The way you use your credit card can demonstrate responsible and disciplined credit behaviour that can go a long way in building your credit profile and credit score. “Make sure that there is no delay in paying the balance outstanding, and pay it off in full every time,” said Punja. Other behaviours that are noted include the extent to which the available credit limit is used, the number of credit cards held and the frequency of seeking credit accommodations. “Keep your utilisation up to 40-50% of the credit limit,” said Punja. “If you exhaust the entire credit limit, it shows that you are credit hungry and it can adversely impact your credit profile,” he added.

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Keeping all the parameters low will score high in your credit evaluation. Good credit behaviour that is sustained over a period of time will have a positive impact on your credit profile and credit score.

In emergencies

In an emergency, you can use the credit card to meet expenses even if they are unplanned and unbudgeted. For instance, if there is a health emergency there may be a need to make immediate payments to start the required treatment. In such a situation, a credit card can eliminate the delay in arranging funds from other sources. If you are able to pay the amount on the due date then you will not even have incurred any interest cost. This is unlike a loan on which interest will begin accruing as soon as you use it. In a crunch situation you can also withdraw cash up to the specified limit on the card, though there is a cost associated with it from the time of withdrawal.

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“The credit card is not a debit card that you can use to withdraw cash from the nearby ATM. Cash withdrawals are charged high interest rates right from day one. There may also be associated fees for cash withdrawals,” said Shetty. Now, this does not mean you treat your credit card as your emergency fund. For one, you need own funds to meet emergencies not credit with which there is likely to be a cost associated. Second, the extent to which the credit card can be used to meet emergencies is limited to the credit limit available that is unused.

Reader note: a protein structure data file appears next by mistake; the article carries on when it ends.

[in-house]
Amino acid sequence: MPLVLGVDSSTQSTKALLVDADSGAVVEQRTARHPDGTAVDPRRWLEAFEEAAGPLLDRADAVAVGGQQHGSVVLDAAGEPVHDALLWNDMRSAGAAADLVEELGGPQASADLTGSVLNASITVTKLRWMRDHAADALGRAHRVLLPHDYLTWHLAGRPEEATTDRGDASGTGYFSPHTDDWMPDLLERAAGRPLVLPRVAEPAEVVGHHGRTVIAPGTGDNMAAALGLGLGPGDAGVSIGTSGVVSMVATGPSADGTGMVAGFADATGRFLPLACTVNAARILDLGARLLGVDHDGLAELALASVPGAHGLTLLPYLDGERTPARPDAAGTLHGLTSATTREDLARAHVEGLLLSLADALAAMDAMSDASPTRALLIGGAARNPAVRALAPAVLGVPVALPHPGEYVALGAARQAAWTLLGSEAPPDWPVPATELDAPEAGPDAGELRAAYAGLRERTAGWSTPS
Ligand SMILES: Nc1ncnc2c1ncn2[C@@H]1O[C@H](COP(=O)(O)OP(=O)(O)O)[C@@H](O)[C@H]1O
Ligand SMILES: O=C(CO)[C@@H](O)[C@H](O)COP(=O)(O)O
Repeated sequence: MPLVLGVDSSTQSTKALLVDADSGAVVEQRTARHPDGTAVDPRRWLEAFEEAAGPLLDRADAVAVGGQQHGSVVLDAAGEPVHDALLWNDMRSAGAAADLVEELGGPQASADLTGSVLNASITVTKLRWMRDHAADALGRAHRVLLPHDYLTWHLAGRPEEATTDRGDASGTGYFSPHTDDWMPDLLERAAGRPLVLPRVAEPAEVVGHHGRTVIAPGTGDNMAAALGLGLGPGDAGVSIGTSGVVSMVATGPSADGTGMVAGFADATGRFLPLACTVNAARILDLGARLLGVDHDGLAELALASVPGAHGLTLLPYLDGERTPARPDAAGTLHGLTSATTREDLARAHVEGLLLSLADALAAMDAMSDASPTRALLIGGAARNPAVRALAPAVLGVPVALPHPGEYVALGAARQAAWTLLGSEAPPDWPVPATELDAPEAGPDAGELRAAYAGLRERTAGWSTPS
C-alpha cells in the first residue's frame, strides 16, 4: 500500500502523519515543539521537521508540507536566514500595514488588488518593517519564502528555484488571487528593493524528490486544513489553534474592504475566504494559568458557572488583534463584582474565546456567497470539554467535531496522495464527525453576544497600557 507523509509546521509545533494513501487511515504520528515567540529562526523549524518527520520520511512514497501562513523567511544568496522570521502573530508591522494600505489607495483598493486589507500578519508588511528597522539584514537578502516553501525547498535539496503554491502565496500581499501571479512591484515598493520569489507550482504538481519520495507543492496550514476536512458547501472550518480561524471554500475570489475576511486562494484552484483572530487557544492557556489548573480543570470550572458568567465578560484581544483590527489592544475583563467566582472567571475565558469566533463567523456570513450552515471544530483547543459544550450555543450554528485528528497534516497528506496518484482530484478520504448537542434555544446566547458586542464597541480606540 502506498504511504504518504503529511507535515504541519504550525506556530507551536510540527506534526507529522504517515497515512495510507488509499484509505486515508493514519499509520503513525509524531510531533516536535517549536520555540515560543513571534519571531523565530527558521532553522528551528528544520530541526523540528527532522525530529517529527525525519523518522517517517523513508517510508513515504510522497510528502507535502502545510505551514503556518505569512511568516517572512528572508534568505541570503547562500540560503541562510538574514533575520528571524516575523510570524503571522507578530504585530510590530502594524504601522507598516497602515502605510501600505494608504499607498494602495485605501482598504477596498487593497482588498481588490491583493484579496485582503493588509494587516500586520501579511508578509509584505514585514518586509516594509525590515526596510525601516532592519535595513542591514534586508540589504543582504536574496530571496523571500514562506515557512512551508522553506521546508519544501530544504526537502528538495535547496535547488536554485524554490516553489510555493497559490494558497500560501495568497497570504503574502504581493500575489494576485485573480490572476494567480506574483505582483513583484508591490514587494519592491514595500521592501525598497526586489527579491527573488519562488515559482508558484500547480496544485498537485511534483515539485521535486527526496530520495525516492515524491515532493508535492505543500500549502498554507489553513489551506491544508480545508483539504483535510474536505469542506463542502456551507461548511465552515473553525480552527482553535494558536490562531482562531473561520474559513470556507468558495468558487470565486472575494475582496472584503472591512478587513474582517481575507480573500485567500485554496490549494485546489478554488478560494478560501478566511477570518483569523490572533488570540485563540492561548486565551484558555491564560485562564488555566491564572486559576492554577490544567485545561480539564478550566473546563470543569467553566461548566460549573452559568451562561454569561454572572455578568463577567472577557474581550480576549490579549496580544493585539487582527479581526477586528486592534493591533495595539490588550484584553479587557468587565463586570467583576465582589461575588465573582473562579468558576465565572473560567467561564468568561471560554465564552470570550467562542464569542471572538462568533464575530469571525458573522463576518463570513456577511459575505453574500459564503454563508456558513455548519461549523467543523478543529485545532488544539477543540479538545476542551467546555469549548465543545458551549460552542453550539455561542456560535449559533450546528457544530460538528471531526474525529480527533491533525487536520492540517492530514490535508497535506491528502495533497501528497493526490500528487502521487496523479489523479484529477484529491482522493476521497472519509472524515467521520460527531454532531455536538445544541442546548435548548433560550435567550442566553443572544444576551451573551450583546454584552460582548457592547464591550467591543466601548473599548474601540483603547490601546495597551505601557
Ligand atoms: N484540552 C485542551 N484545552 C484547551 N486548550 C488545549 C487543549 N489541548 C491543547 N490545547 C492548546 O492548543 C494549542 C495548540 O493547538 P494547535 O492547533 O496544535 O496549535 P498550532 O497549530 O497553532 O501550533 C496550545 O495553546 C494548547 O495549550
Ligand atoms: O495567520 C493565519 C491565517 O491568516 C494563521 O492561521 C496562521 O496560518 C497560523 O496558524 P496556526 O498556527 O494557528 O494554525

Operational efficiencies

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Using the credit card for all your expenses makes it easy to track them. Your card statement will list all the charges and it can be used to check against your budget.

If a product purchased has to be returned or exchanged, then a credit card payment makes it easier for the establishment to verify the purchase. There are reward points that accumulate on credit cards based on usage that can be redeemed in multiple ways.

As far as possible, use the rewards to pay off the outstanding balances rather than to buy things you may not really need and even end up in paying extra over and above the rewards available.

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If you have to make the best use of the credit cards, then it is important to select the right card that meets your specific needs and compliments your budget. (Read here on choosing the right credit card: http://mintne.ws/1G72M9f). Focus on the costs and charges associated with the credit card, its access to shops and establishments that you are likely to use, and credit limits offered.

Understand how credit cards work and know the terms on which the credit card was issued to you. Automate the payment on credit cards so that you meet your obligations on time, and develop the discipline to keep the credit card usage to what is essential and planned.

Credit cards can be a smart tool if used the right way. But do remember that irresponsible use of a credit card can damage your current as well as future financial health. It is important to have the discipline to use the card within the credit limit, and pay back the dues in time.